No, it’s not a typo. You read the title correctly.
The formerly United States of America is rapidly becoming the Disunited or Untied States of America as secessionist movements arise in more and more states, especially Texas. More popular and widespread are states’ rights movements against the federal government and its expanding encroaching power — over issues such as firearms, Obamacare, national ID card, deployment of National Guard to Iraq.
Secession movement spreads well beyond Texas
By Dave Montgomery – Star Telegram – Sept. 19, 2009
Fanned by angry contempt for Washington, secession movements have sprouted up in perhaps more than a dozen states in recent years. In Vermont, retired economics professor Thomas Naylor leads the Second Vermont Republic, a self-styled citizens network dedicated to extracting the sparsely populated New England state from “the American Empire.” And on the other side of the continent, Northwestern separatists envision a “Republic of Cascadia” carved out of Oregon, Washington and the Canadian province of British Columbia.
While most Americans dismiss the breakaway sentiments, sociologists and political experts say they are part of a larger anti-Washington wave that is rapidly spreading across the country.
More commonplace are states’ rights movements to directly challenge federal laws, a citizen revolt that one scholar says is unparalleled in modern times. Among the actions in which states are thumbing their nose at Washington:
■ Montana and Tennessee have enacted legislation declaring that firearms made and kept within those states are beyond the authority of the federal government. Similar versions of the law, known as the Firearms Freedom Act, have been introduced in at least four other states.
■ Arizona lawmakers will let voters decide a proposed state constitutional amendment that would opt the state out of federal healthcare mandates under consideration in Congress. The amendment will be placed on the November 2010 ballot. State Rep. Nancy Barto, R-Phoenix, said five other states considered similar versions of the amendment this year and at least nine others are expected to do so next year.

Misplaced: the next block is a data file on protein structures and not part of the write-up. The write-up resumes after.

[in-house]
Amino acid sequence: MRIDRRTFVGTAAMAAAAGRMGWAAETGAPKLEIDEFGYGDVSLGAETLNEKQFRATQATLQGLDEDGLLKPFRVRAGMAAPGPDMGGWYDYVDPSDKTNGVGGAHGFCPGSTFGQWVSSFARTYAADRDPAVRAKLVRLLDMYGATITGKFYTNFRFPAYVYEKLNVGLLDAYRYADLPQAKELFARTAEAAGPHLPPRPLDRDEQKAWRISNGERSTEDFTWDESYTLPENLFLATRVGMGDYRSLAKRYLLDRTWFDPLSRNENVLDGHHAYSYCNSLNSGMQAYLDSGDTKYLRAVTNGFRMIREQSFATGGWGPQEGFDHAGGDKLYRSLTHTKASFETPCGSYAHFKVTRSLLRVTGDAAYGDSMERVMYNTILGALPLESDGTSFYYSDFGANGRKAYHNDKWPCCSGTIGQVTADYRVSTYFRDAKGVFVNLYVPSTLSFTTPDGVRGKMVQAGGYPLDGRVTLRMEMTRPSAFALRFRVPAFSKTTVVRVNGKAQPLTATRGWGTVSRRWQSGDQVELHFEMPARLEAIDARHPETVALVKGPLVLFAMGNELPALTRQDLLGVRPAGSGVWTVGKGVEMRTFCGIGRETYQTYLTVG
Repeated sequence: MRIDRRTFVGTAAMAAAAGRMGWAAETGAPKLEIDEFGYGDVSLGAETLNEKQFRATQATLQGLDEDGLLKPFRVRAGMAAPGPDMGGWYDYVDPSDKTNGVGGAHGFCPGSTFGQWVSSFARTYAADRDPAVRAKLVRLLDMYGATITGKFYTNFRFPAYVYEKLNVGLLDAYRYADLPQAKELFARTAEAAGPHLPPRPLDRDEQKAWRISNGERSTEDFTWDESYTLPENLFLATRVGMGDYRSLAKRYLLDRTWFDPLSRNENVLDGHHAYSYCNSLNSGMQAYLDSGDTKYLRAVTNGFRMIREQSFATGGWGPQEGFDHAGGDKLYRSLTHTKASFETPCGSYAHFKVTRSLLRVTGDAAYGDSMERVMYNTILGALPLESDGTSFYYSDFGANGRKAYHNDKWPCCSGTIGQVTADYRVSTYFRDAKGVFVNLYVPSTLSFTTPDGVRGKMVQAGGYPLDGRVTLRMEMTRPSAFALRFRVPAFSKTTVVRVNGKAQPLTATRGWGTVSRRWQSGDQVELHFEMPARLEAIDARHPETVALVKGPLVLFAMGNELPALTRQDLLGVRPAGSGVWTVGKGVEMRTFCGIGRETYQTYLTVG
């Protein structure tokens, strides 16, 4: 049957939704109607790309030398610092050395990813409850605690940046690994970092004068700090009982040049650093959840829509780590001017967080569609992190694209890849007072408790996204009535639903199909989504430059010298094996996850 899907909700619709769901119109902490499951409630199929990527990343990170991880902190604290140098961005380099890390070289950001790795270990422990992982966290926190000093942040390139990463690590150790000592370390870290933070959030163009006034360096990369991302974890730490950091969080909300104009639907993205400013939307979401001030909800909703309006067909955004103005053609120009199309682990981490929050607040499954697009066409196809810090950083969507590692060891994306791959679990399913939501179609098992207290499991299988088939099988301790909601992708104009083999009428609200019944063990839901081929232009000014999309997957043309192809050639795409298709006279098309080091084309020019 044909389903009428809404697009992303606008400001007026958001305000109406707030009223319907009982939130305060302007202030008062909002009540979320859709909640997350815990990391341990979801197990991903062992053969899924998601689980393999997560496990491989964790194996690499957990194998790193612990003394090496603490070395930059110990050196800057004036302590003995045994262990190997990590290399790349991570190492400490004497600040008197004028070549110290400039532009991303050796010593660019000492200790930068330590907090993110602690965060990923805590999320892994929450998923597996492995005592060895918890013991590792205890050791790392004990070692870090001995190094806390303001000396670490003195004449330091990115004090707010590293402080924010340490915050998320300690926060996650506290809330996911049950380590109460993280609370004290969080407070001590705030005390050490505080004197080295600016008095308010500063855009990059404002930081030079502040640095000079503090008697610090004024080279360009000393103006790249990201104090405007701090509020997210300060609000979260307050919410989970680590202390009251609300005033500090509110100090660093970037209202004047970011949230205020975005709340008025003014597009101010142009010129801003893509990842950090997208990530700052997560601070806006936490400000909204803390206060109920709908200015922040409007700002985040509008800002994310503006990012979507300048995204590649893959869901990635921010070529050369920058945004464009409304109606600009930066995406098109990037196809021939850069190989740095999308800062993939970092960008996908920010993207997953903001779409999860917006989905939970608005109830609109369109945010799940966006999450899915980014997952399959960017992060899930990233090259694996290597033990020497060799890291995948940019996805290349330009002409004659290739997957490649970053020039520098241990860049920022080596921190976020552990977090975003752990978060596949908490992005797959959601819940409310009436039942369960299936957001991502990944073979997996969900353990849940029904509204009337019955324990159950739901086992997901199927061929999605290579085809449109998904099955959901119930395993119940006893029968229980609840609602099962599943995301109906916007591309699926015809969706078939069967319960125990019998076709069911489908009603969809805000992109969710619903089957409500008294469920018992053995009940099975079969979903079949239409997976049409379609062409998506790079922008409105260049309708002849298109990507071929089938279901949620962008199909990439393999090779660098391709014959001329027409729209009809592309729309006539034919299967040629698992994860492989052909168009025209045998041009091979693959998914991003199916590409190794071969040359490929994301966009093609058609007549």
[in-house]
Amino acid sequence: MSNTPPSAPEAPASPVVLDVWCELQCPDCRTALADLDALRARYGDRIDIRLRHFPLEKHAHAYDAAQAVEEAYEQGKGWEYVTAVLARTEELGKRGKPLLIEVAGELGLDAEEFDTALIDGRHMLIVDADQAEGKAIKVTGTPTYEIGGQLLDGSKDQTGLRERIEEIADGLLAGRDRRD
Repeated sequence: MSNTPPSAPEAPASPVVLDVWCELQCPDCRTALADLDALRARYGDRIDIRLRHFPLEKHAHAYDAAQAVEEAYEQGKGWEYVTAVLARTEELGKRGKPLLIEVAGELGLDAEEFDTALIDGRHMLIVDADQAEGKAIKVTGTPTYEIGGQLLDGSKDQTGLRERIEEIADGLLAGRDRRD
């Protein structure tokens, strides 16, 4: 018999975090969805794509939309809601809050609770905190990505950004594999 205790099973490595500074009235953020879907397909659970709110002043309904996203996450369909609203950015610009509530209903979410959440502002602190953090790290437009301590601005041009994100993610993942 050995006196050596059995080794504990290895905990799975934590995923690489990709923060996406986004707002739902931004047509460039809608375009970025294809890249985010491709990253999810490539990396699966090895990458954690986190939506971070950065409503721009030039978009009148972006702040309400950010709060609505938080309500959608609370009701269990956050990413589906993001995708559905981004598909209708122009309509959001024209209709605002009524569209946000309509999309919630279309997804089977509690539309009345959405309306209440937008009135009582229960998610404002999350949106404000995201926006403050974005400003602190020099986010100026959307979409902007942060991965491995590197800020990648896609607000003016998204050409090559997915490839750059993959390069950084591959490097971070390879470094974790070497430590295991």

■ Nearly two dozen states have approved resolutions refusing to participate in the Real ID Act of 2005, which requires that driver’s licenses and state ID cards conform to federal standards. A similar resolution was introduced in the 2009 Texas Legislature but died in committee.
■ A campaign called “Bring the Guard Home” is pushing legislation in 23 states that would empower governors to recall state National Guard units from Iraq on the premise that the federal law authorizing such deployments has expired. “It’s gaining momentum, to say the least,” said Jim Draeger, program manager for Peace Action Wisconsin. He said the initiative has a respectable chance of passing the Legislature in his state.
Rising public anger over the way Washington does business has produced a growing outcry for state sovereignty and strict adherence to the 10th Amendment, which says powers not specifically delegated to the federal government by the Constitution belong to the states.
Texas was an epicenter for this year’s “tea party” protests, in which thousands of Americans displayed their contempt for rising taxes and federal intrusion. Michael Boldin, founder of the Tenth Amendment Center in Los Angeles, a think tank that monitors states’ rights activity, said defiance of federal policy is “unprecedented” and cuts across the philosophical spectrum, ranging from staunch conservatives to anti-war activists to civil libertarians. Legislatures in 37 states, he said, have introduced state sovereignty resolutions and at least seven have passed.